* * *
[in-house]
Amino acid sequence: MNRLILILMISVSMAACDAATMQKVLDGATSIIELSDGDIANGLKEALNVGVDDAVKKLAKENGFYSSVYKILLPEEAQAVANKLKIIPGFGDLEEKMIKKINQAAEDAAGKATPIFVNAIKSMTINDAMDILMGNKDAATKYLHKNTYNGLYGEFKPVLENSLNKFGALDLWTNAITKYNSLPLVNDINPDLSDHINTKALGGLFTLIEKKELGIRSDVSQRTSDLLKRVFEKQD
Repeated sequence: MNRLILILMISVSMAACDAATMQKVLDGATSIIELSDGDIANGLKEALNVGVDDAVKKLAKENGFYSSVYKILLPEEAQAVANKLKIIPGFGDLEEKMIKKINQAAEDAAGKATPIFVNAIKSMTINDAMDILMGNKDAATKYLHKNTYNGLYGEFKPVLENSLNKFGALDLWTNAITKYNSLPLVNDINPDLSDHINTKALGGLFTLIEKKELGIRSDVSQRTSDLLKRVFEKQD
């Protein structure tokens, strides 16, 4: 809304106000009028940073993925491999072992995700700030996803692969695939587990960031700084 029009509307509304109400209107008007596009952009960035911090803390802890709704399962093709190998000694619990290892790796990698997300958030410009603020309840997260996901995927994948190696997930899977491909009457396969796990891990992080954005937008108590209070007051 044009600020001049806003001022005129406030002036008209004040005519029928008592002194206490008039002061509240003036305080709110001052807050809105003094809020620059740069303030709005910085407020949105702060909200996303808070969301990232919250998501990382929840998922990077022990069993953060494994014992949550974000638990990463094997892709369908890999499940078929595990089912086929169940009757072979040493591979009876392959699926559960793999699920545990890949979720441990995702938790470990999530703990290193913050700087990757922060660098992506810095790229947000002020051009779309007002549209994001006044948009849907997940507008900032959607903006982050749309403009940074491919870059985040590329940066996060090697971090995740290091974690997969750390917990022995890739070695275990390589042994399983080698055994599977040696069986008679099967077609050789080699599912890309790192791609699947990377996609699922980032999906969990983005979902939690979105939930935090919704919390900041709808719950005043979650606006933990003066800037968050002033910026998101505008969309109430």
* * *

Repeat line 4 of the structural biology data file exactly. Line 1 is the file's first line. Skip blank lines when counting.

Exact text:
């Protein structure tokens, strides 16, 4: 809304106000009028940073993925491999072992995700700030996803692969695939587990960031700084 029009509307509304109400209107008007596009952009960035911090803390802890709704399962093709190998000694619990290892790796990698997300958030410009603020309840997260996901995927994948190696997930899977491909009457396969796990891990992080954005937008108590209070007051 044009600020001049806003001022005129406030002036008209004040005519029928008592002194206490008039002061509240003036305080709110001052807050809105003094809020620059740069303030709005910085407020949105702060909200996303808070969301990232919250998501990382929840998922990077022990069993953060494994014992949550974000638990990463094997892709369908890999499940078929595990089912086929169940009757072979040493591979009876392959699926559960793999699920545990890949979720441990995702938790470990999530703990290193913050700087990757922060660098992506810095790229947000002020051009779309007002549209994001006044948009849907997940507008900032959607903006982050749309403009940074491919870059985040590329940066996060090697971090995740290091974690997969750390917990022995890739070695275990390589042994399983080698055994599977040696069986008679099967077609050789080699599912890309790192791609699947990377996609699922980032999906969990983005979902939690979105939930935090919704919390900041709808719950005043979650606006933990003066800037968050002033910026998101505008969309109430």